Previous post:

Next post:

Sobbing your guts out in public. Why you need to let your emotion out…..in GRIEF and everywhere else.

Sobbing your guts out in public

 

Ok so when I say sobbing ‘your’ guts out in public….it’s a little more personal than that. I mean my guts of course.  In starbucks. A busy starbucks. In the middle of the day. And  not one of the subtle tiny-lines-of-tears-only-seen-up-close type of crying.  I really went for it.

In general we aren’t all that great at openly expressing any of the emotions we see as negative. Joy and happiness – yay, everyone wants to see that!  Anger, hurt, sadness, fear, tears? No no, that stuff we like to hide away…and be ‘strong’…and not let everyone see. It can make us uncomfortable and can make others uncomfortable.  And after a death can, unfortunately, be no exception.  ‘Be strong’ people say. ‘Be strong for your mum’, ‘be strong for the kids’.  I’ve asked it before and I’ll ask it again:  what the heck is strong about holding in your emotion, bottling it up, be afraid to experience it or to let others see it?  It usually takes more strength to show it and experience it than it does to hold it in.

And I say this as someone who can be a bit ‘strong’ at times and was congratulated for my strength and bravery during the deaths in my life.  I can assure you, the holding in of my emotion in general, not just around that period of my life, was not born from strength, but from fear. Fear of what others would think, fear of looking like a nut or a wimp, fear of what it might feel like if I really let it just happen.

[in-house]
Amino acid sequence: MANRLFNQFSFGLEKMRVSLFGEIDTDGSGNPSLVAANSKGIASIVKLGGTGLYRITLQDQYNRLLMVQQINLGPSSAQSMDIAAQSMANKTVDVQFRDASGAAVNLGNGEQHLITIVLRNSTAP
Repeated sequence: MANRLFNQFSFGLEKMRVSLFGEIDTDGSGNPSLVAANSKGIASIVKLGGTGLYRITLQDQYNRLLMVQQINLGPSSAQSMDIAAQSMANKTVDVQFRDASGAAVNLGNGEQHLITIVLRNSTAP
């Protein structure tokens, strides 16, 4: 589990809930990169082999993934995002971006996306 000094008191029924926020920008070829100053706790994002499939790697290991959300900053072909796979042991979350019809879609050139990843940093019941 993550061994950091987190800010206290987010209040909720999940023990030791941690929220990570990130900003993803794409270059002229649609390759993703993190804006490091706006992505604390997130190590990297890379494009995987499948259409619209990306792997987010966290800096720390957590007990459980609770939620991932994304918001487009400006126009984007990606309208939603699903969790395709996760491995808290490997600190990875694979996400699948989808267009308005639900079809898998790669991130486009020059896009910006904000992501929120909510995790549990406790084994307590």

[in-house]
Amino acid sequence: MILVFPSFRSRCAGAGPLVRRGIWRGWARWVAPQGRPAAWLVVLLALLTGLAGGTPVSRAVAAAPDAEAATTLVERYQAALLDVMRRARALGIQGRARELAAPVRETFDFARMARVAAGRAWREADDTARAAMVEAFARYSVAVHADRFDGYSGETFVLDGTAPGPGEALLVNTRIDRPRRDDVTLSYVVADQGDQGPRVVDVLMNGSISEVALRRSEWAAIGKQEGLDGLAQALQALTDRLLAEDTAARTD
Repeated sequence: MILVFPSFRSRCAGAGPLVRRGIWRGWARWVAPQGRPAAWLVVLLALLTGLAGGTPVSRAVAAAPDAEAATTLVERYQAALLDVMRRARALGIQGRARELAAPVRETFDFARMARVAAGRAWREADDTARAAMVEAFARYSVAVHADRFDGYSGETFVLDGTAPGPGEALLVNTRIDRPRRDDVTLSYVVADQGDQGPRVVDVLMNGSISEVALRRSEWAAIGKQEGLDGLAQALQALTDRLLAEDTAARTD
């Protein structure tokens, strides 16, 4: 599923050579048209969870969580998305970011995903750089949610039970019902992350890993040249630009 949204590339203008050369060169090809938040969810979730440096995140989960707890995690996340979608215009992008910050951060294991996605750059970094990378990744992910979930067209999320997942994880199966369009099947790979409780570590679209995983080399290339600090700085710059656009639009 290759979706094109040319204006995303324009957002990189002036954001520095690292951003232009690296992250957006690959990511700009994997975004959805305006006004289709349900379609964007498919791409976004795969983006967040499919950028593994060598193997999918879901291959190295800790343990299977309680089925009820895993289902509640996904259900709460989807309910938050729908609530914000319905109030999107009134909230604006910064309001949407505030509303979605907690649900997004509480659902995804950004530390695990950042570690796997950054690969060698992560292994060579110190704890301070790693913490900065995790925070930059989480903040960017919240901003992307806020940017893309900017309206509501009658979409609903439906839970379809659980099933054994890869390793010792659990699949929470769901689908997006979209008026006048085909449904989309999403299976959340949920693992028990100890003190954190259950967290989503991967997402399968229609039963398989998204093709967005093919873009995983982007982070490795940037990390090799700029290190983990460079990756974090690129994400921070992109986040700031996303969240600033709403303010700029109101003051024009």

But here is the the thing. Your emotions will build up if you don’t let them out. Holding them in is not strong. It is emotional constipation. And just like if you tried to hold in what the bowel and bladder need to let out (super toxic for the body and either you’ll get really sick or the body will force you to release it, perhaps not at the best time either – ick) so too do you need to let your emotions out, whatever they may be. Or they will build up and cause physical or emotional stress OR they may just fly out at the person who bumps you accidentally when sitting down next to you at a restaurant.

Sooooo a couple of days ago I was sitting in starbucks, having a tea, and doing some work. Then I took a phone call that I found incredibly challenging.   As I got off the phone I felt my emotions start to overwhelm me and my instinct was to swallow them. Well, not his time. I sat and let it happen.  I started crying.  My face got all red, tears pouring down my cheeks. I wasn’t facing a wall and I didn’t try to hide my face. Granted I wasn’t sobbing out loud….but had you glanced at me from across the room you would have seen it.  And a strange thing happened. Nothing. Nobody changed tables to get away. Starbucks didn’t call the police to have me escorted out.  There wasn’t a picture of my blotchy wet face in the paper that night.

Were the people around me uncomfortable? It looked like it.

Was I uncomfortable? You bet I was.  Did I feel like a big baby?  Yes.

Did it really matter? Nope.

Was ‘not looking daft in front of others’ more important than my own health and wellbeing? No bloody way.

I felt so much better for getting it out.

Whether you have had a death recently or it is some other kind of emotion or other reason, emotional intelligence be damned.  The rule applies: better out than in.

Now, while releasing emotions is not the path to true change after a death, it is still crucial to your health and well-being.

Try it. It helps.  It’s good for you.  And it’s honest.  And the world needs more of that.

With lots of love,

Kristie

xx

P.S. I hope you know how much I love hearing from you so feel free to share whatever you might like below in the comments, or write to me directly at kristie@kristiewest.com

 

RELATED BLOGS

How to move beyond pain when you’ve lost someone…why it’s NOT about emotion

The value of strength vs vulnerability when you’ve lost someone you love

Leave a Comment


6 − four =